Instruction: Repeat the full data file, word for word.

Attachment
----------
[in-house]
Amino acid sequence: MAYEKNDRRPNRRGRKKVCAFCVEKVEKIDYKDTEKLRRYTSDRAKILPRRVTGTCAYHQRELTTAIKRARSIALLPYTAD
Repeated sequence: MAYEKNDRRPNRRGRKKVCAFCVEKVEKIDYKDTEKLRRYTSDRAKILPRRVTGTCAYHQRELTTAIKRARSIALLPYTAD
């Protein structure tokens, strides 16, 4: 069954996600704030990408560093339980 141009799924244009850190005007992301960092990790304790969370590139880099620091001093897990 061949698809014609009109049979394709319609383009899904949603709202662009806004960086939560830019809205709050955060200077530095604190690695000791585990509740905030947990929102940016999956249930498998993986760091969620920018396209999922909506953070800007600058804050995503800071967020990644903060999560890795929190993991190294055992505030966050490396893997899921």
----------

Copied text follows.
[in-house]
Amino acid sequence: MAYEKNDRRPNRRGRKKVCAFCVEKVEKIDYKDTEKLRRYTSDRAKILPRRVTGTCAYHQRELTTAIKRARSIALLPYTAD
Repeated sequence: MAYEKNDRRPNRRGRKKVCAFCVEKVEKIDYKDTEKLRRYTSDRAKILPRRVTGTCAYHQRELTTAIKRARSIALLPYTAD
């Protein structure tokens, strides 16, 4: 069954996600704030990408560093339980 141009799924244009850190005007992301960092990790304790969370590139880099620091001093897990 061949698809014609009109049979394709319609383009899904949603709202662009806004960086939560830019809205709050955060200077530095604190690695000791585990509740905030947990929102940016999956249930498998993986760091969620920018396209999922909506953070800007600058804050995503800071967020990644903060999560890795929190993991190294055992505030966050490396893997899921």